After this talk about the iron in the Bagshot Sands on Hampstead, we can take the boy to the little spring in Well Walk, and let him taste the water, and when he pulls a wry face, and says it is like nasty medicine, we can assure him that it is a very good medicine for certain people, and if he were a pale anemic boy, with not enough iron in his blood (we can spare him mention of the red corpuscles yet awhile), nothing could be better for him than to run up this hill every day and drink some of this spring water. And as we rest under the beautiful limes in Well Walk we can conjure up to the boy's imagination a picture of the crowds of fashionable people who, in Richardson's day, used to come to drink the iron-waters at Hampstead, just as they go still to Buxton or Tunbridge; and how they made the outing as gay as possible, and danced the night through in the Assembly Rooms, which stood where Gainsborough Gardens are now.
"But," the boy will say, "why does the water come out just here and nowhere else?" "Well," we say, "you can see it here, but it does come out in plenty of other places all round the hill a little way down from the top, not in such full streams as used to flow down to swell the Fleet River a century ago, for now the water companies collect it in underground pipes to the house round about." And now as to why these streams came out of the hillside some distance down from the top. A little observation will prove to the boy that the sand is not found far down the hill-side, that it is only a cap on the highest peaks and ridges. "And what is under the sand?" asks the boy one day; and we ask him in turn, "What did you see being dug out of the hole for the foundation of that new house at the foot of the hill?" "Oh, nasty wet lumps of slaty-blue clay, which turned brown afterwards, and which you told me made good red bricks." Yes, clay it was, the clay that nearly all London is built on; the clay that was all covered with sand like the Hampstead sand-cap, and when the rain has washed all the sand away from Hampstead Hill there will be nothing but clay to be seen; but that won't be in our time. And here the boy may make a little experiment with a sand-cap on a clay base, and pour water very gently on the sand with a little watering-can to imitate rain, and he will see that the water goes through the soft sand, but can't go through the stiff clay, and so comes out at the sides where the sand meets the clay. And he will then begin to understand that if the water companies hadn't interfered with natural conditions he would see springs bursting out at many points round the hill where sand and clay meet, and these streams would run down the hill-side like little rivers into the lakes. And some day he may follow the line of junction of sand and clay, and make a map for himself, coloring the sand and clay with crayons corresponding with the colors used in the model of London in Jermyn Street Museum.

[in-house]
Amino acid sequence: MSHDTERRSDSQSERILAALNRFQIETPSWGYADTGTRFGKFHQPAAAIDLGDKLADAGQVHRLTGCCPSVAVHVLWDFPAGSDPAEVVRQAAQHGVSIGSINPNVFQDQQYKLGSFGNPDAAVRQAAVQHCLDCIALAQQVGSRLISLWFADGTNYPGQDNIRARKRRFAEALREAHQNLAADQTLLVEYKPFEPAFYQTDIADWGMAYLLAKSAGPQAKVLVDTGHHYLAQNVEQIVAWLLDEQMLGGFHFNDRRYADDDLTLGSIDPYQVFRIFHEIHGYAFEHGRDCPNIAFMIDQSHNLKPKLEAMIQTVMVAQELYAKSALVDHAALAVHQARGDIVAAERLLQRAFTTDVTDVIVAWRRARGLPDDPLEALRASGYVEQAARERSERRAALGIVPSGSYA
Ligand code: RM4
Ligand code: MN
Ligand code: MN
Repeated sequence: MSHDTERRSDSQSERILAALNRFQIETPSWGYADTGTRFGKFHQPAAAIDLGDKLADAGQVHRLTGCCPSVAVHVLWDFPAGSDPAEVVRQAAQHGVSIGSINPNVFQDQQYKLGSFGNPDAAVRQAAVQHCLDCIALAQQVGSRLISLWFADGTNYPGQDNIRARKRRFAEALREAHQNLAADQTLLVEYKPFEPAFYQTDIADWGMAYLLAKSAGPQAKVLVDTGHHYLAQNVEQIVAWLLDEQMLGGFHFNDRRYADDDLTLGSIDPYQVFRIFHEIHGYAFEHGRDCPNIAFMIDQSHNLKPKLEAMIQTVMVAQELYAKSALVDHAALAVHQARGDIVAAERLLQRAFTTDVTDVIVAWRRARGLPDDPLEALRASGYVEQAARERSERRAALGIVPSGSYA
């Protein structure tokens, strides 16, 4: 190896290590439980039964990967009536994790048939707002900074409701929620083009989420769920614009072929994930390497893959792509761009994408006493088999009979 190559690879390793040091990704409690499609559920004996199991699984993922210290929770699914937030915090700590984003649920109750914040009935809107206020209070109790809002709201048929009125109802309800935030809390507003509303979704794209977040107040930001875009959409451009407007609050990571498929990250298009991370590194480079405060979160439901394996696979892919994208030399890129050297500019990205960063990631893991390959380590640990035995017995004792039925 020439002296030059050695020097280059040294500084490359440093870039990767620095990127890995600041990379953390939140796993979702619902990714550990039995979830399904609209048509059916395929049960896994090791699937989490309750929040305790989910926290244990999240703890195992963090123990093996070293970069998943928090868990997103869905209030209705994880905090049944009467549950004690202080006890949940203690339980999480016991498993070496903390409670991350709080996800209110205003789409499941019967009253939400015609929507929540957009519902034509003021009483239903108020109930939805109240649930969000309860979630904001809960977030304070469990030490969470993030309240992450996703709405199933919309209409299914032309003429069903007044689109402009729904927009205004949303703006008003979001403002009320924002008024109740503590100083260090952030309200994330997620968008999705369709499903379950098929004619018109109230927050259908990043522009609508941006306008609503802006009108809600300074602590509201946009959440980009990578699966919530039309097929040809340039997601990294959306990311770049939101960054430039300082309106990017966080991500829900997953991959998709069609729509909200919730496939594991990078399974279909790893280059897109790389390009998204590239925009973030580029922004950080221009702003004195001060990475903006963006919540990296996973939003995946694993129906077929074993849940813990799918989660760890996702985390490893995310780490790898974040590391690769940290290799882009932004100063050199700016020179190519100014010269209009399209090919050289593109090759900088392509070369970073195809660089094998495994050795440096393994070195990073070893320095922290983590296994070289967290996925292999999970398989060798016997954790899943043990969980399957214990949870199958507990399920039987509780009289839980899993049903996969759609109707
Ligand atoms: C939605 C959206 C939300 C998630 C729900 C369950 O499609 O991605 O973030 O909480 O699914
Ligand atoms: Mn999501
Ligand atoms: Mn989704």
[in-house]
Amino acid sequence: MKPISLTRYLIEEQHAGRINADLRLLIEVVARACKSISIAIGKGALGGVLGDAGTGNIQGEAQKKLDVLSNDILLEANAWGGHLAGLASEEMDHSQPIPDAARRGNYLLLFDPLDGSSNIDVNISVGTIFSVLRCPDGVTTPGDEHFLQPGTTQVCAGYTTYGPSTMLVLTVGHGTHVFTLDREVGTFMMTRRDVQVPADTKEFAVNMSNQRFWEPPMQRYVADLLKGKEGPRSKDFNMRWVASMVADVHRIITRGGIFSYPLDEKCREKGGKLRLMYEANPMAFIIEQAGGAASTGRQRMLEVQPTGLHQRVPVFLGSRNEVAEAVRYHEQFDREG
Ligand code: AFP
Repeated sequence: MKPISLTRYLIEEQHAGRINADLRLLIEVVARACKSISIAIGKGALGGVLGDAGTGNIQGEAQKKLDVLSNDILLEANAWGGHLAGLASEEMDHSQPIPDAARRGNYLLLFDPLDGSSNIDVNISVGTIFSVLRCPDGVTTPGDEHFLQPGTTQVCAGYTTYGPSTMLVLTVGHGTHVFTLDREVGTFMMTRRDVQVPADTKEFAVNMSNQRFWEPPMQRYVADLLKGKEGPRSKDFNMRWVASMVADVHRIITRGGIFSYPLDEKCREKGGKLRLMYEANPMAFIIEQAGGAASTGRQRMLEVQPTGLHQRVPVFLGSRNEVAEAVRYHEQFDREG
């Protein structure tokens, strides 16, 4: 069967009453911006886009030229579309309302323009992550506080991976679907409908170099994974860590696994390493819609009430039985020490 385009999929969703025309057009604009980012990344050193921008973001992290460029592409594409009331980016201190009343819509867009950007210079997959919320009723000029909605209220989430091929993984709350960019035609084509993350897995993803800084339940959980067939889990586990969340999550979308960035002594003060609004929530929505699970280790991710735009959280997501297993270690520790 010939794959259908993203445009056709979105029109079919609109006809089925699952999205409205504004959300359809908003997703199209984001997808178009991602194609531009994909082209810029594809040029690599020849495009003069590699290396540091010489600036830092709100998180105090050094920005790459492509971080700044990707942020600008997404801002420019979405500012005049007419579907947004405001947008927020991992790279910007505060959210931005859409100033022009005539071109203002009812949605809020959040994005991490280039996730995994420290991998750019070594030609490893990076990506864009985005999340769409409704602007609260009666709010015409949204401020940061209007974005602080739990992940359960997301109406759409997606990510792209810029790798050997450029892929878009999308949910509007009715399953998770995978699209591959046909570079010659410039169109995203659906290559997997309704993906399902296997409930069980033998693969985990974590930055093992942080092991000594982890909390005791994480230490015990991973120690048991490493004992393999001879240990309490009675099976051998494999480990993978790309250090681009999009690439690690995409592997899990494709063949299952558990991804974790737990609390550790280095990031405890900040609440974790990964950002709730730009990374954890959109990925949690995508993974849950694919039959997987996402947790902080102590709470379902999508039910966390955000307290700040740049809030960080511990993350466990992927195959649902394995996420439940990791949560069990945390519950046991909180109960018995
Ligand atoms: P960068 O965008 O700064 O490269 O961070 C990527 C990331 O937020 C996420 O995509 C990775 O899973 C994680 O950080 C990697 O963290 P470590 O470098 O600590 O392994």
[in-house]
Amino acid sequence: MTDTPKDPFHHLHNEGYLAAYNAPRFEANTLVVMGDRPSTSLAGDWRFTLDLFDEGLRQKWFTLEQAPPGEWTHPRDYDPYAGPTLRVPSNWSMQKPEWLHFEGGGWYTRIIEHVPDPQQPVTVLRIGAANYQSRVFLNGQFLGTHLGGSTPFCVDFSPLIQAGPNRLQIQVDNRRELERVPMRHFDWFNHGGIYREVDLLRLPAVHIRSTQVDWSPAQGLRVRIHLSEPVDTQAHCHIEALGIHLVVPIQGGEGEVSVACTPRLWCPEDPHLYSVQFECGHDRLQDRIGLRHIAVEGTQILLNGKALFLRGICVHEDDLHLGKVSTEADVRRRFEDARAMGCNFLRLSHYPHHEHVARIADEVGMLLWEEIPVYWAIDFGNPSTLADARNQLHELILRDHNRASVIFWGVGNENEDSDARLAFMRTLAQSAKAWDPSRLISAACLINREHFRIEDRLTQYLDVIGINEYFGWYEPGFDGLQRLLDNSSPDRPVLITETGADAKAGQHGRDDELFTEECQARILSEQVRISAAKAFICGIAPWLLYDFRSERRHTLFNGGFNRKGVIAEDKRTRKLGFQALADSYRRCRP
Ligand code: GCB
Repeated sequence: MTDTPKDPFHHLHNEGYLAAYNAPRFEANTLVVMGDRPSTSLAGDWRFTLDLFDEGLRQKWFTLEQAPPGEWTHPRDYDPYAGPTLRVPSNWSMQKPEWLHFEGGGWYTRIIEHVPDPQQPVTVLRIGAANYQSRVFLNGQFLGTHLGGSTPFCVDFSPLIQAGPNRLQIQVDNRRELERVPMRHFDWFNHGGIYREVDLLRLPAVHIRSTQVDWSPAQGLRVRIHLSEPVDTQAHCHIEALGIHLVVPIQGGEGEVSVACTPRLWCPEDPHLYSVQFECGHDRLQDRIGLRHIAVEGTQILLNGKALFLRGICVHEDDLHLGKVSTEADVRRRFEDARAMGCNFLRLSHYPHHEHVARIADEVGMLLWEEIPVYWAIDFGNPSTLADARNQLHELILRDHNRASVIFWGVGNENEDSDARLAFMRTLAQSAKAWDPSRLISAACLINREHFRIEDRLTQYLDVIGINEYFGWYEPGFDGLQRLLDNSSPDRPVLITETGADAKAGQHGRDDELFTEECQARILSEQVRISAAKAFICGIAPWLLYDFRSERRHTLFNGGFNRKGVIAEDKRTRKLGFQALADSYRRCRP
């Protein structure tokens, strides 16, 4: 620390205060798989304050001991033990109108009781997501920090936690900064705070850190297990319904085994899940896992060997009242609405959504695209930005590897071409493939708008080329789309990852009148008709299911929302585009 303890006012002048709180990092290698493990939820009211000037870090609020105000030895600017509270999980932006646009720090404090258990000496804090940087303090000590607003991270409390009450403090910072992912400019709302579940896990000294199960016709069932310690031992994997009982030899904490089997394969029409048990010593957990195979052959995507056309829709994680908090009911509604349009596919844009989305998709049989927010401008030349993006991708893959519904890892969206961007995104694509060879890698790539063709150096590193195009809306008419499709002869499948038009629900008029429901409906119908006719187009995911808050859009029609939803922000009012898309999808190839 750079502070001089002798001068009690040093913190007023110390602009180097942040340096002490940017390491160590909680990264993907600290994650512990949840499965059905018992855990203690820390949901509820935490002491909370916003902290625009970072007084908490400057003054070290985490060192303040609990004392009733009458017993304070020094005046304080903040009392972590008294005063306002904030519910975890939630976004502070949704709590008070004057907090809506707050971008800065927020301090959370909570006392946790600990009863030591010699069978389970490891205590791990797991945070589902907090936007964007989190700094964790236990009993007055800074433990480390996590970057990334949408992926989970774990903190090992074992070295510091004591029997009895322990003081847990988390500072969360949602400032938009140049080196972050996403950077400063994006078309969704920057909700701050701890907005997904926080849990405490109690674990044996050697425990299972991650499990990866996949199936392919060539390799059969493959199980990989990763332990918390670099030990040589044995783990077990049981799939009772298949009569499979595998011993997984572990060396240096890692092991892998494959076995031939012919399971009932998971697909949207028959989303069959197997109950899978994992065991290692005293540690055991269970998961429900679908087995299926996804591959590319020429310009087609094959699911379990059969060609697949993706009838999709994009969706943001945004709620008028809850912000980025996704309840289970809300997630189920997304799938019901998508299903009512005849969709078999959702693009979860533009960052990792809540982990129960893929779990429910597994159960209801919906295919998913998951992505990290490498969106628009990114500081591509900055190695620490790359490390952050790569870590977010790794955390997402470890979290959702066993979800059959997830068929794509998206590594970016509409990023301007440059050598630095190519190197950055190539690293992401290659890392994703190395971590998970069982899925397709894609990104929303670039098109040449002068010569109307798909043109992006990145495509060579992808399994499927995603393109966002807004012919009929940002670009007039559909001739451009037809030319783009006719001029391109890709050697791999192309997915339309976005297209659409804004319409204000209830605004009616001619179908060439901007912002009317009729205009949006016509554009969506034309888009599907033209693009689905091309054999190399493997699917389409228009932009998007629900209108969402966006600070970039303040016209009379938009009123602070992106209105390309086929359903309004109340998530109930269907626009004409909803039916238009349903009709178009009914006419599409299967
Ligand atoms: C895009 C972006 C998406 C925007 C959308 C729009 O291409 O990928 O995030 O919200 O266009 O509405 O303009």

In some such talks as these the Heath may teach its own formation to the eager questioning child, and the guide will try to answer every pertinent question simply and lucidly, having by constant self-culture prepared for probable difficulties, and having led up to desired topics by taking the child to the suggestive spots--making the environment for the child's intelligence to work in.
(to be continued.)
~ * ~ * ~ * ~ * ~ * ~ * ~ * ~ *
*Paper read before a meeting of the Hyde Park and Bayswater Branch of the Parents' National Education Union, May 7th, 1897.
**Referred to in Mr. Rooper's School and Home Life, p. 132.